You have seen the packages of low-fat bologna or hot dogs in the grocery aisles. The food industry has long altered the content of fats and other nutrients in meats, dairy, and eggs to promote them as healthy choices. To date, manufacturers of such products have not been permitted to label these foods as “healthy” but that may change soon. Under a proposed rule, USDA-inspected products will be able to use the word “healthy” on labeling and advertising if their fat content consists mostly of mono- or polyunsaturated fats, as opposed to saturated fat. This labeling would apply even if the total fat content is higher than what FDA guidelines allow.
Can meat that is altered to be high in mono- and polyunsaturated fats really serve as a healthy choice? If we focus on eating meat and the reactions it causes, it is quite clear that whatever the fat content, meat is not a healthy choice. Here are nine reasons why this is true that go beyond fat alone.
1. Meat Elevates C-reactive Protein (hs-CRP)
Elevations of hs-CRP predict the development of serious illness including cardiovascular disease. Multiple studies have found that, even after correcting for confounding factors, meat consumption associates with increased hs-CRP. A recent basic science study performed in mice demonstrated that an amino acid found in high levels in meat, methionine, increased oxidative stress and inflammation and actually reduced heart strength too. A human study just published related meat intake to higher levels of arachidonic acid, another mediator that promotes inflammation and aging, and a diet low or absent in meat was recommended for optimal health.
2. Meat Causes Insulin Resistance
Another route by which cellular aging may progress is the development of insulin resistance. Scientists looked at how eating certain foods affects the release of insulin. Surprisingly, some protein-rich and fat-rich meats induced as much insulin secretion as did some carbohydrate-rich foods (e.g., beef was equal to brown rice). The researchers found that fish, beef, cheese, and eggs had larger insulin responses per gram than many carbohydrate foods. The scientific fact that meat is insulinogenic is rarely mentioned and may contribute to aging.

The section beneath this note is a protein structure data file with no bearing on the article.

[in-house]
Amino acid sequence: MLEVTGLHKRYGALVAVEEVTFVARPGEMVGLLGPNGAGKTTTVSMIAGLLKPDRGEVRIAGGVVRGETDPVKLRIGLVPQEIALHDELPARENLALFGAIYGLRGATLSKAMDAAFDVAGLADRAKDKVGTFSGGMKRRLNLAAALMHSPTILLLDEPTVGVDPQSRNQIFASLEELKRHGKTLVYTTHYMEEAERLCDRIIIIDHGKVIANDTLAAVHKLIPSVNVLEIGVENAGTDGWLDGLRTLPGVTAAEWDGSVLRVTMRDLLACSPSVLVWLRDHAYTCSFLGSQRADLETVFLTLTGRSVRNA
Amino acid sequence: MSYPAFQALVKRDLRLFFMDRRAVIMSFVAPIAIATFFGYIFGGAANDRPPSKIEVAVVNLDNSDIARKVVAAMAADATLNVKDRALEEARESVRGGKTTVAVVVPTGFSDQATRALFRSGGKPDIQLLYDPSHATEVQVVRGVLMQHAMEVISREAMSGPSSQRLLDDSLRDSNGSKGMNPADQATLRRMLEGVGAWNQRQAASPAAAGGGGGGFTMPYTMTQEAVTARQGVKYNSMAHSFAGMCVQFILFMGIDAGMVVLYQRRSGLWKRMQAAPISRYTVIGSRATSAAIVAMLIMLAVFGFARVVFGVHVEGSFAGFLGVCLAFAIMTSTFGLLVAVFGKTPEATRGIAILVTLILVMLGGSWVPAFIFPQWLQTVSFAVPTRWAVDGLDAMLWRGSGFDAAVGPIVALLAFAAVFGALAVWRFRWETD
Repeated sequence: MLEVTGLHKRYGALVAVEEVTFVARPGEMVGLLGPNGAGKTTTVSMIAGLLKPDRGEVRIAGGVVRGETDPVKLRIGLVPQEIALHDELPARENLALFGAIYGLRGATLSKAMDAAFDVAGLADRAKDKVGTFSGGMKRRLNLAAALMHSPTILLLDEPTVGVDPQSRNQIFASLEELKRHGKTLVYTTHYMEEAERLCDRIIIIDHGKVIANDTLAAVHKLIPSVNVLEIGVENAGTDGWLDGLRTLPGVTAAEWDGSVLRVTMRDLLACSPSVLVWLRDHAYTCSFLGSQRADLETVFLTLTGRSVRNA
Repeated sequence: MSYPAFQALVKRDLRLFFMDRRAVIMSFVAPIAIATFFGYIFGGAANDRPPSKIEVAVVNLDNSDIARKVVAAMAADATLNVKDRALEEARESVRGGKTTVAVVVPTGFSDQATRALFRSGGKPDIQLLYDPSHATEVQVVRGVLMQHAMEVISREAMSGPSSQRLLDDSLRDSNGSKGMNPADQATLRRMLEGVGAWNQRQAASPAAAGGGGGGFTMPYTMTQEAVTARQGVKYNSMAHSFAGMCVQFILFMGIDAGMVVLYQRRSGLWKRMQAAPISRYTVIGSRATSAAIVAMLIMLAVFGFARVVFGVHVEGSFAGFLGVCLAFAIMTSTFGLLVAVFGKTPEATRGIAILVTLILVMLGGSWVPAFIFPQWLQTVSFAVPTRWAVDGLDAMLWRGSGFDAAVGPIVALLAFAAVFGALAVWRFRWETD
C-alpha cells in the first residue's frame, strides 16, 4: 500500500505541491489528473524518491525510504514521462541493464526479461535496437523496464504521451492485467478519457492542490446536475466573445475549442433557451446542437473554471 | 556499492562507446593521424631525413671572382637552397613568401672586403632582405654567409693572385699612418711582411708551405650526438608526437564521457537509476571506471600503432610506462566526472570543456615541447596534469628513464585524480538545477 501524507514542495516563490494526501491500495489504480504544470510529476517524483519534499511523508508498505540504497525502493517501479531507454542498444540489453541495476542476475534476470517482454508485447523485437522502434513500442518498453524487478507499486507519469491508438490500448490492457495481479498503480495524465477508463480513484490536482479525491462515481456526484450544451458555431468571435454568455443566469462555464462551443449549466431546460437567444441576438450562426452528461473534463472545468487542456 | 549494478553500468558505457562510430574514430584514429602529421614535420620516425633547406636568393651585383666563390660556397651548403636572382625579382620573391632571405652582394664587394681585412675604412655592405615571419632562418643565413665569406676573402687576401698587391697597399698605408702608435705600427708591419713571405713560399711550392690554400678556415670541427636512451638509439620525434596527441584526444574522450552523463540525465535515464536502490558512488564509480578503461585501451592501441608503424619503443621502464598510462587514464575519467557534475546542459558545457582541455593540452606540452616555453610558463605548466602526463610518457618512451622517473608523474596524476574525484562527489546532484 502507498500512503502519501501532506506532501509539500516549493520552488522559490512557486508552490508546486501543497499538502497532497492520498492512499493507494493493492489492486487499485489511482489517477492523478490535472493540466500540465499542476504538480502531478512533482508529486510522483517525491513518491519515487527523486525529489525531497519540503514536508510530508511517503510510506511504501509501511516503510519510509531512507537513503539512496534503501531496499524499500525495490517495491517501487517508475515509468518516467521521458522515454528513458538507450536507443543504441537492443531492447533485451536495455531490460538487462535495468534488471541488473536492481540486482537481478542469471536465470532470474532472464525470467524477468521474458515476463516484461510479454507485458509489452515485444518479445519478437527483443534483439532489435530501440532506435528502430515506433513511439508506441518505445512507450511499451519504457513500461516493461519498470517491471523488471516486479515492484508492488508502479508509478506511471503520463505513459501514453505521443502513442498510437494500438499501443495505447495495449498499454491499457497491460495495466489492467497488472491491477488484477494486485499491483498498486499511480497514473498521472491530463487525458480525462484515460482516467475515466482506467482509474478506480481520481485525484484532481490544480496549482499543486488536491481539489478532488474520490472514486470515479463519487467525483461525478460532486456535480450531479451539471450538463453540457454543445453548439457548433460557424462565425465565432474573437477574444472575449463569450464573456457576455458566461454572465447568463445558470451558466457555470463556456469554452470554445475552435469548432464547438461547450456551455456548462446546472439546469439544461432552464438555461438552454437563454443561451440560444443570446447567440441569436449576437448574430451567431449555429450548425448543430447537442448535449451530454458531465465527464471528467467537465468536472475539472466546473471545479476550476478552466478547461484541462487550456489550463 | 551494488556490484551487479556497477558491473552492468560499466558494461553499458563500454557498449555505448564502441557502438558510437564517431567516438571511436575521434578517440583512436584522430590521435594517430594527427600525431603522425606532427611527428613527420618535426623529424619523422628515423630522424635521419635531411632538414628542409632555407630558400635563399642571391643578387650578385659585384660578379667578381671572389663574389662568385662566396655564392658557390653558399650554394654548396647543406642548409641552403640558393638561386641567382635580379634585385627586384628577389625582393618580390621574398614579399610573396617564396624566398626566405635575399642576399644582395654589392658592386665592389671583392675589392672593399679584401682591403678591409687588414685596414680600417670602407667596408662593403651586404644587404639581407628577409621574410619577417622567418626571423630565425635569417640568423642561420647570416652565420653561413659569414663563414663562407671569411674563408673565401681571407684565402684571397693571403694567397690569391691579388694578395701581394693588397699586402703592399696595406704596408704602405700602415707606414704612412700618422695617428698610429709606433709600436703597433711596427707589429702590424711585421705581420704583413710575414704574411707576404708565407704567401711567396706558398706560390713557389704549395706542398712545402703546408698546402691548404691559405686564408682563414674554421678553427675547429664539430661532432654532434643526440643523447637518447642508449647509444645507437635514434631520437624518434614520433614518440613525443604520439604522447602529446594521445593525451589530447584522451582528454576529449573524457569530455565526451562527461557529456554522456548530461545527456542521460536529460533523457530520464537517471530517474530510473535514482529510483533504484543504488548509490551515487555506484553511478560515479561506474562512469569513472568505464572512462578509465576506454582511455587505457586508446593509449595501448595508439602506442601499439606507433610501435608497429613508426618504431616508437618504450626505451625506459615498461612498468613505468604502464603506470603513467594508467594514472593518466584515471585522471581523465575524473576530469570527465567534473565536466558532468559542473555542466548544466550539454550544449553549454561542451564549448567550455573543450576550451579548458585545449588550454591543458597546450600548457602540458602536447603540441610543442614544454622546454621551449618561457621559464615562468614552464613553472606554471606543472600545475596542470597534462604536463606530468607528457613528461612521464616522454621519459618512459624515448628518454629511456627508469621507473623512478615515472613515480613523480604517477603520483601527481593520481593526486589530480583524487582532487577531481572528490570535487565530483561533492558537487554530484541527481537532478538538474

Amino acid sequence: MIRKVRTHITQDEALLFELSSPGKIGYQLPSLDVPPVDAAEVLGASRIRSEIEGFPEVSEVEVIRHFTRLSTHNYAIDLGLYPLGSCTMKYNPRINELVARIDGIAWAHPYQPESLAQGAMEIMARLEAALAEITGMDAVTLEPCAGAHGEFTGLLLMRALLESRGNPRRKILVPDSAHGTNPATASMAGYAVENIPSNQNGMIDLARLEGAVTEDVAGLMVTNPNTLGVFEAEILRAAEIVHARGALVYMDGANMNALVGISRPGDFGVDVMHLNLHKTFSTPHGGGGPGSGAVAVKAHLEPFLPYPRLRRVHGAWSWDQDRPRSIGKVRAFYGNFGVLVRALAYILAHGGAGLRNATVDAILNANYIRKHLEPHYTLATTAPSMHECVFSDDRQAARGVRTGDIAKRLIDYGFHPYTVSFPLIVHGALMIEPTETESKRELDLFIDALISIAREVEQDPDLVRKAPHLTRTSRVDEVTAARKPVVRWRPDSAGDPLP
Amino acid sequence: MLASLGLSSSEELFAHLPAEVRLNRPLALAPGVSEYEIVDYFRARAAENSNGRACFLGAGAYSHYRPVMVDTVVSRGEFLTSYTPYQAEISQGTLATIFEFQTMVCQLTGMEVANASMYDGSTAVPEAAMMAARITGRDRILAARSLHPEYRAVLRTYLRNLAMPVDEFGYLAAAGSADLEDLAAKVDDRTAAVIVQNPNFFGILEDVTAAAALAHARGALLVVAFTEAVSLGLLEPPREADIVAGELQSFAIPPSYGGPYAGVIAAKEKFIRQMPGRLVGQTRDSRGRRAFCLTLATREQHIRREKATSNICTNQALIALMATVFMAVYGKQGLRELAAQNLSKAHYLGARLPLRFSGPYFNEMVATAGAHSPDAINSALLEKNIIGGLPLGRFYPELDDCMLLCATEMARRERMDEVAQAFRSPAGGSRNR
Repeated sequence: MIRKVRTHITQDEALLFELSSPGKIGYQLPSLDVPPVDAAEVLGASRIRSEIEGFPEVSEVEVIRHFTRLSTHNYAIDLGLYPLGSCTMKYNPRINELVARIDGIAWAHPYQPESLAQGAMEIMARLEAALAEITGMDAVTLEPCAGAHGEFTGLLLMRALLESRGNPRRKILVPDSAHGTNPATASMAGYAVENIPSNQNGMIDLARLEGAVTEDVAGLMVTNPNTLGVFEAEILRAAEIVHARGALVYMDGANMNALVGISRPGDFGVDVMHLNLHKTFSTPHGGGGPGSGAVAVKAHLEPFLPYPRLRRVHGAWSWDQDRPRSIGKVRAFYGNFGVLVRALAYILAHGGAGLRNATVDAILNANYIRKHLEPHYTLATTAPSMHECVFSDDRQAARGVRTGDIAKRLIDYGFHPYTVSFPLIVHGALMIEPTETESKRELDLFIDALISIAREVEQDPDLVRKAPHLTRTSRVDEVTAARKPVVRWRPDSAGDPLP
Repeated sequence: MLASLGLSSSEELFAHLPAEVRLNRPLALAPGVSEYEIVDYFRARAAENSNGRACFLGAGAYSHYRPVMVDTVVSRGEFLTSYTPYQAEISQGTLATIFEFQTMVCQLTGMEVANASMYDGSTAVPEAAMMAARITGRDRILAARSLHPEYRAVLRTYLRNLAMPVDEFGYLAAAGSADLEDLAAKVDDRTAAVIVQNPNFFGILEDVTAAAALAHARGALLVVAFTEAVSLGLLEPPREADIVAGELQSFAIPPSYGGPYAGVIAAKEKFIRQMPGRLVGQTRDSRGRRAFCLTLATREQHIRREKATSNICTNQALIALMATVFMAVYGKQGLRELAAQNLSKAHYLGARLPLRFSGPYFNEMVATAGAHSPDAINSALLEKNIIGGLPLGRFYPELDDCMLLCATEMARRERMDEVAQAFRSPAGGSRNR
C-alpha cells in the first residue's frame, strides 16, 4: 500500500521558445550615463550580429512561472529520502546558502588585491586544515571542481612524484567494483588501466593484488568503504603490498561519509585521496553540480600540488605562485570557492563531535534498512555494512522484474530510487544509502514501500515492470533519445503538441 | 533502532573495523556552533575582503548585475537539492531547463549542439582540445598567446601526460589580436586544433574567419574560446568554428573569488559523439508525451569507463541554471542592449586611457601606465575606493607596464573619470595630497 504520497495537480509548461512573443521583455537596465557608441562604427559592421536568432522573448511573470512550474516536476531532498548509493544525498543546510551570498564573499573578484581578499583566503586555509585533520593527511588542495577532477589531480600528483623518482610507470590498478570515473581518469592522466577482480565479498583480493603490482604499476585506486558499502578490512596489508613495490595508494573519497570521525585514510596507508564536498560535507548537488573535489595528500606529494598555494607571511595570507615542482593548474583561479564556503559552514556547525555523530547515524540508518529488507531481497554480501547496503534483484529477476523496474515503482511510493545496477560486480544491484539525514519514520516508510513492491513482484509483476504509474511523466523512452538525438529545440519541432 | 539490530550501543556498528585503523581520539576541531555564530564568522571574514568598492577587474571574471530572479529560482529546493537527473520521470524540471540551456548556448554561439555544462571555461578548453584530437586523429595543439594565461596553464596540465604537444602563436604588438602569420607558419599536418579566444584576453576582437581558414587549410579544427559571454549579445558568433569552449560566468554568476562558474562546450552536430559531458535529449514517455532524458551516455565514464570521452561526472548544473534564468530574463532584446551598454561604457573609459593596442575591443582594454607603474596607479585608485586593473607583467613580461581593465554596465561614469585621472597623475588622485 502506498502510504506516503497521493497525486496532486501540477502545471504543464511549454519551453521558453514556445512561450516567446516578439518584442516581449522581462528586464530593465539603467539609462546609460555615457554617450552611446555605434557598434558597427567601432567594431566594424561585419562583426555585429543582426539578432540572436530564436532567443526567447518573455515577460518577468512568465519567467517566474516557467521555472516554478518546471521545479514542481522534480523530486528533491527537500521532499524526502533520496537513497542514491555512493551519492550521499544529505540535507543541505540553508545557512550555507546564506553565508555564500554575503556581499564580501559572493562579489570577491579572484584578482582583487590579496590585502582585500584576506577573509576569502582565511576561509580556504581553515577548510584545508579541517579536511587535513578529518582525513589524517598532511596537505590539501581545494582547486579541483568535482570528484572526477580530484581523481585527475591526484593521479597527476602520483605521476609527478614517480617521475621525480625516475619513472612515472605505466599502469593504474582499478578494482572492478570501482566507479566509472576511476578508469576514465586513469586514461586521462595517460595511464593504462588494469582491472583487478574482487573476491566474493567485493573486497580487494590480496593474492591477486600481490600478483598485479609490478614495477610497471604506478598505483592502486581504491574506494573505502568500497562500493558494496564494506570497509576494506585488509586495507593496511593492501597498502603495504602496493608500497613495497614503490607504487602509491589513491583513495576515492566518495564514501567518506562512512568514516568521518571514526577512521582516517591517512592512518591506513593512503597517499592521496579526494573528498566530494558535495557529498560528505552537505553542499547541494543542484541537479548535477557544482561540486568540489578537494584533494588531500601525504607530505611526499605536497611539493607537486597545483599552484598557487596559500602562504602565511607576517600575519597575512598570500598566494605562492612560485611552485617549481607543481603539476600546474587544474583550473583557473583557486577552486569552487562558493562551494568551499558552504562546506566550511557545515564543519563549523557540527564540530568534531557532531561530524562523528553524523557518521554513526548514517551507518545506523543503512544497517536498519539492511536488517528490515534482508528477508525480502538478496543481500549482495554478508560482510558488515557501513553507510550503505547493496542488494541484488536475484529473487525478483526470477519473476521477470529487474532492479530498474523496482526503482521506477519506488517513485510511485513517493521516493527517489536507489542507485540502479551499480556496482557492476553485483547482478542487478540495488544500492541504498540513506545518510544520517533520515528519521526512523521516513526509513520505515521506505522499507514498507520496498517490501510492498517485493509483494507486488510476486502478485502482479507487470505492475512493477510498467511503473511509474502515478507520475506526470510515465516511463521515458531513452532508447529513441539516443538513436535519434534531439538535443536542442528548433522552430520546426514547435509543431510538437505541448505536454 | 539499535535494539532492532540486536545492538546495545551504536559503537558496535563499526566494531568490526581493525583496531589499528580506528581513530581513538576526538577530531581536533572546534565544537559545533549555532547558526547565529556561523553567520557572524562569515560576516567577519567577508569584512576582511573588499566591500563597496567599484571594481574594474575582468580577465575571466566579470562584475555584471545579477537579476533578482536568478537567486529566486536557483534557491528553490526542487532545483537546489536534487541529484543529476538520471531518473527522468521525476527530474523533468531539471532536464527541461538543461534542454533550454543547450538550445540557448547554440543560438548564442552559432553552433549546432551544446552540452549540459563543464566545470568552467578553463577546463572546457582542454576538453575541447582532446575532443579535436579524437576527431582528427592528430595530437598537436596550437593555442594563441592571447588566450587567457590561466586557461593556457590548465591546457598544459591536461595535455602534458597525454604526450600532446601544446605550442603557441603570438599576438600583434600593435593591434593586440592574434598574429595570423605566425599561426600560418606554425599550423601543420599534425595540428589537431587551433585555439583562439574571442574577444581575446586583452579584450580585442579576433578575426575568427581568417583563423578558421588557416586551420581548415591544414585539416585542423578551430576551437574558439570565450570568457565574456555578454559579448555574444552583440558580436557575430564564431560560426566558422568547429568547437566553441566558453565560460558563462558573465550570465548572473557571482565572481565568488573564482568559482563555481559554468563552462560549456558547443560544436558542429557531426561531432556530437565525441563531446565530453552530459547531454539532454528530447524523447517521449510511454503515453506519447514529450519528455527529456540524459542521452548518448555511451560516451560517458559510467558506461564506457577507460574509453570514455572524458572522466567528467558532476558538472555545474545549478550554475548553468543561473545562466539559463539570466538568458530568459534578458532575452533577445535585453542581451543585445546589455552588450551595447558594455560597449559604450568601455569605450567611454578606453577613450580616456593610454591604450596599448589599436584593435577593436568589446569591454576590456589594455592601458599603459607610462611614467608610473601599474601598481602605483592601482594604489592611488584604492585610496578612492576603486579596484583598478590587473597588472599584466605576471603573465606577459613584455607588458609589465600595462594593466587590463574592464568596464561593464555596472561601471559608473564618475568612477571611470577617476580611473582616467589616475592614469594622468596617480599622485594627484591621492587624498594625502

3. Meat Raises Insulin-Like Growth Factor 1 (IGF-1) Levels
IGF-1 is a peptide hormone stimulating cell growth. It’s also linked to higher risk of breast and prostate cancers. Meat eaters consistently have higher levels of IGF-1 than vegetarians or vegans. Breast and prostate cancers are rare in traditional Asian communities, which have a very low intake of meat products. Okinawans, some of the longest-living people on the planet, eat a diet with less than 10 percent of their daily calories from meat. A plant-based fasting-mimicking diet has been shown to reduce levels of IGF-1, which has an anti-aging effect.
4. Meat Produces Trimethylamine-N-oxide (TMAO)
In 2011, researchers from the Cleveland Clinic demonstrated that meat eaters produced a metabolite that promotes heart disease, called TMAO. Of great interest, TMAO was not elevated in vegans who were asked to eat a meat meal for the purposes of the study. Egg yolks cause the same reaction. In my clinic, I routinely measure levels of TMAO, and my patients eating meat and egg yolks on a regular basis have elevated measurements. I worry they are aging prematurely and counsel them to substitute beans for beef and chickpeas for eggs.
5. Meat Can Lead to the Accumulation of Persistent Organic Pollutants (POPs)
POPs are toxic synthetic chemicals that accumulate in fat. Some of the POPs are PCBs, dioxins, DDT, and flame retardants used in clothing and furniture. They disrupt endocrine pathways and are linked to cancer, heart disease, hypertension, obesity, and diabetes. POPs enter our body largely from animal products that we eat. For example, levels of PCBs in animal fat found in meat is much higher than the levels found in vegetables, fruits, and cereals.